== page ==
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Adidas Will Use Only Recycled Plastics by 2024
Adidas has long been committed to the fight against single-use plastics. Since 2015, it has partnered with Parley for the Oceans to respond to the plastic pollution crisis threatening marine life. In June, Adidas CEO Kasper Rorsted announced the company had sold one million shoes made from plastic collected and recycled from the oceans.
Now, the company is stepping up that commitment with a vow to use only recycled plastics in all its products by 2024, CNN Money reported Monday.
This means the company will also abandon new polyester, a popular sportswear material that makes up around 50 percent of the material in Adidas products, Adidas global brands head Eric Liedtke told The Financial Times, according to The Huffington Post.
"We aim to use 100% recycled polyester in every product and on every application where a solution exists by 2024," Adidas spokeswoman Maria Culp wrote in a statement to The Huffington Post.
To start, the company's 2019 spring and summer line will contain around 41 percent recycled polyester, Culp said.
The company will also phase out "virgin" plastic from offices, warehouses, distribution centers and retail locations in a move expected to save 40 tons of plastic per year beginning in 2018, CNN Money reported.
Adidas already replaced plastic bags in stores with paper ones in 2016, according to The Huffington Post.
The company now also hopes to increase sales of its ocean-plastic shoes to 5 million in 2018, CNN Money reported.
The announcement comes amid growing backlash to the proliferation of plastic in the natural environment. Last week, Starbucks announced a ban on plastic straws and two Australian states began July with the implementation of a plastic bag ban in major retailers.
Plastic use has increased by 20 times in the last 50 years and is projected to double again in the next 20, but only 14 percent of it is collected to be recycled, according to CNN Money.
Head of "Detox My Fashion" at Greenpeace Kirsten Brodde said that Adidas' announcement was a step in the right direction, but did not go far enough to address the waste endemic to the fashion industry.
"To truly be sustainable, companies like Adidas need to produce less, more durable and repairable products," Brodde told The Huffington Post. "To solve our plastic waste problem, we need to stop producing so much plastic from the start, and in order to make fashion more sustainable, rethink a fashion system that hypes new trends every week."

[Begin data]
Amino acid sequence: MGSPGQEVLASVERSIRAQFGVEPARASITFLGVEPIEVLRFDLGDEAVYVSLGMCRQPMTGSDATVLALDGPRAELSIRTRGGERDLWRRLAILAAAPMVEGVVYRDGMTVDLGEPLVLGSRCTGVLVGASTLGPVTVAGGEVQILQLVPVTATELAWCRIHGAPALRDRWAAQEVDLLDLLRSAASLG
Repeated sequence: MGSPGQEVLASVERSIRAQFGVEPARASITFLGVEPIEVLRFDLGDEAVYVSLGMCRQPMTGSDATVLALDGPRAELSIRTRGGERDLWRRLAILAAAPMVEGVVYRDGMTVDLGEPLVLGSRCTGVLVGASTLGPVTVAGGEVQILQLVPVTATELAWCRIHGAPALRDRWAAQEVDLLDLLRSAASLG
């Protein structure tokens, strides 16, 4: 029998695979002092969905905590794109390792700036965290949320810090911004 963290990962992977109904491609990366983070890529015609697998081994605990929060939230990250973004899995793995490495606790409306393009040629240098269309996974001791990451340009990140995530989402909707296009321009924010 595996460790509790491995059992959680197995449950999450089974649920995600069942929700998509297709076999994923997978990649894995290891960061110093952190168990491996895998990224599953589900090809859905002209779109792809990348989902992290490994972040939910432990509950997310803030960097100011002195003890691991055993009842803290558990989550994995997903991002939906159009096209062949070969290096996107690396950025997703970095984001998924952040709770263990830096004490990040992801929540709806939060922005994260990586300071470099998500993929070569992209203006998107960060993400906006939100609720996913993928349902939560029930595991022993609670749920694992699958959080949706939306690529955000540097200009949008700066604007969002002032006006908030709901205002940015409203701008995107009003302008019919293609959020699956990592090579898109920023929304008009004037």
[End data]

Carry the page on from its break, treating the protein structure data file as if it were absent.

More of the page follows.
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By Dr. Brian R. Shmaefsky
One year after the Flint Water Crisis I was invited to participate in a water rights session at a conference hosted by the US Human Rights Network in Austin, Texas in 2015. The reason I was at the conference was to promote efforts by the American Association for the Advancement of Science (AAAS) to encourage scientists to shine a light on how science intersects with human rights, in the U.S. as well as in the context of international development. My plan was to sit at an information booth and share my stories about water quality projects I spearheaded in communities in Bangladesh, Colombia, and the Philippines. I did not expect to be thrown into conversations that made me reexamine how scientists use their knowledge as a public good.
The shipping industry is coming to grips with its egregious carbon footprint, as it has an outsized contribution to greenhouse gas emissions and to the dumping of chemicals into open seas. Already, the global shipping industry contributes about 2 percent of global carbon emissions, about the same as Germany, as the BBC reported.
The Jefferson Memorial in Washington, DC overlooks the Tidal Basin, a man-made body of water surrounded by cherry trees. Visitors can stroll along the water's edge, gazing up at the stately monument.
But at high tide, people are forced off parts of the path. Twice a day, the Tidal Basin floods and water spills onto the walkway.